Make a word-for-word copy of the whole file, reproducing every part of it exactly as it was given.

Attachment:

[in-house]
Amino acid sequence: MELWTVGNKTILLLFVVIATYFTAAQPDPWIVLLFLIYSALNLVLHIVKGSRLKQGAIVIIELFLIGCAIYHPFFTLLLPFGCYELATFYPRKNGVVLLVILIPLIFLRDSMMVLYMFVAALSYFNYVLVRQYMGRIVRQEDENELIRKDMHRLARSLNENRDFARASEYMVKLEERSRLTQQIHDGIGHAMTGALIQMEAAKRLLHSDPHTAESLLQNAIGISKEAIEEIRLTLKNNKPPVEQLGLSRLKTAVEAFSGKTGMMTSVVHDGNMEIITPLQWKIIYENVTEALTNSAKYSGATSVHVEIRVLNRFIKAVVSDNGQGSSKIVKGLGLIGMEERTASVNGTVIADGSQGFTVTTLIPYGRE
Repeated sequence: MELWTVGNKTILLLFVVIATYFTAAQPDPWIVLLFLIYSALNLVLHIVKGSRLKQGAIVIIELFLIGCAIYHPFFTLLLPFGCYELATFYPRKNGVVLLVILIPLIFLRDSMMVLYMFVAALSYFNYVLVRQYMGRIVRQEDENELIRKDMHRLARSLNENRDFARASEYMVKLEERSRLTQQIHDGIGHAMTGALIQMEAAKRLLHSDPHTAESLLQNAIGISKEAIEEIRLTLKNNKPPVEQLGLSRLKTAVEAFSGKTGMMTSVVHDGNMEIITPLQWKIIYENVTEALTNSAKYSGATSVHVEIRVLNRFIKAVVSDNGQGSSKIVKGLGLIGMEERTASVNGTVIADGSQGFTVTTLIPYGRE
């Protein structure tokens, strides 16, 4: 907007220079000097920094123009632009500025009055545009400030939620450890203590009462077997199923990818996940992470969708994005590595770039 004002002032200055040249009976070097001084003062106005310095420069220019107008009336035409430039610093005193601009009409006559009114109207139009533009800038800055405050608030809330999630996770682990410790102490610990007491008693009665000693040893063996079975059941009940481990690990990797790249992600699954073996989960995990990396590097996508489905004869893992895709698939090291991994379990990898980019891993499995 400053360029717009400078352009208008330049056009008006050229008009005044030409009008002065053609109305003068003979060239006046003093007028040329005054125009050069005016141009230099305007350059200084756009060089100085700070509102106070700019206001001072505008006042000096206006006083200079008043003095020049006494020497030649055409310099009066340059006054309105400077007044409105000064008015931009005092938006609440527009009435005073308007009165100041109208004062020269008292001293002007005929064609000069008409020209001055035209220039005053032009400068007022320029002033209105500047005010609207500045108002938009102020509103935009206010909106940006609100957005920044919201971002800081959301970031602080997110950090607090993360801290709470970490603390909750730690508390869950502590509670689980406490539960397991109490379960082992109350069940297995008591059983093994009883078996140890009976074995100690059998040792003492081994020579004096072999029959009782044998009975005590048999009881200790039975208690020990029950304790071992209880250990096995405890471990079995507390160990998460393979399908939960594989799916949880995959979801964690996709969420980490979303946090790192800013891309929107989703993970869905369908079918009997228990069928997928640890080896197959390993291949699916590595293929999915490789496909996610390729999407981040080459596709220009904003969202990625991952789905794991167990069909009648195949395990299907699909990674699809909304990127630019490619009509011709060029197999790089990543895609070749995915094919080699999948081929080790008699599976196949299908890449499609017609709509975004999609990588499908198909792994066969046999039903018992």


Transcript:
[in-house]
Amino acid sequence: MELWTVGNKTILLLFVVIATYFTAAQPDPWIVLLFLIYSALNLVLHIVKGSRLKQGAIVIIELFLIGCAIYHPFFTLLLPFGCYELATFYPRKNGVVLLVILIPLIFLRDSMMVLYMFVAALSYFNYVLVRQYMGRIVRQEDENELIRKDMHRLARSLNENRDFARASEYMVKLEERSRLTQQIHDGIGHAMTGALIQMEAAKRLLHSDPHTAESLLQNAIGISKEAIEEIRLTLKNNKPPVEQLGLSRLKTAVEAFSGKTGMMTSVVHDGNMEIITPLQWKIIYENVTEALTNSAKYSGATSVHVEIRVLNRFIKAVVSDNGQGSSKIVKGLGLIGMEERTASVNGTVIADGSQGFTVTTLIPYGRE
Repeated sequence: MELWTVGNKTILLLFVVIATYFTAAQPDPWIVLLFLIYSALNLVLHIVKGSRLKQGAIVIIELFLIGCAIYHPFFTLLLPFGCYELATFYPRKNGVVLLVILIPLIFLRDSMMVLYMFVAALSYFNYVLVRQYMGRIVRQEDENELIRKDMHRLARSLNENRDFARASEYMVKLEERSRLTQQIHDGIGHAMTGALIQMEAAKRLLHSDPHTAESLLQNAIGISKEAIEEIRLTLKNNKPPVEQLGLSRLKTAVEAFSGKTGMMTSVVHDGNMEIITPLQWKIIYENVTEALTNSAKYSGATSVHVEIRVLNRFIKAVVSDNGQGSSKIVKGLGLIGMEERTASVNGTVIADGSQGFTVTTLIPYGRE
């Protein structure tokens, strides 16, 4: 907007220079000097920094123009632009500025009055545009400030939620450890203590009462077997199923990818996940992470969708994005590595770039 004002002032200055040249009976070097001084003062106005310095420069220019107008009336035409430039610093005193601009009409006559009114109207139009533009800038800055405050608030809330999630996770682990410790102490610990007491008693009665000693040893063996079975059941009940481990690990990797790249992600699954073996989960995990990396590097996508489905004869893992895709698939090291991994379990990898980019891993499995 400053360029717009400078352009208008330049056009008006050229008009005044030409009008002065053609109305003068003979060239006046003093007028040329005054125009050069005016141009230099305007350059200084756009060089100085700070509102106070700019206001001072505008006042000096206006006083200079008043003095020049006494020497030649055409310099009066340059006054309105400077007044409105000064008015931009005092938006609440527009009435005073308007009165100041109208004062020269008292001293002007005929064609000069008409020209001055035209220039005053032009400068007022320029002033209105500047005010609207500045108002938009102020509103935009206010909106940006609100957005920044919201971002800081959301970031602080997110950090607090993360801290709470970490603390909750730690508390869950502590509670689980406490539960397991109490379960082992109350069940297995008591059983093994009883078996140890009976074995100690059998040792003492081994020579004096072999029959009782044998009975005590048999009881200790039975208690020990029950304790071992209880250990096995405890471990079995507390160990998460393979399908939960594989799916949880995959979801964690996709969420980490979303946090790192800013891309929107989703993970869905369908079918009997228990069928997928640890080896197959390993291949699916590595293929999915490789496909996610390729999407981040080459596709220009904003969202990625991952789905794991167990069909009648195949395990299907699909990674699809909304990127630019490619009509011709060029197999790089990543895609070749995915094919080699999948081929080790008699599976196949299908890449499609017609709509975004999609990588499908198909792994066969046999039903018992």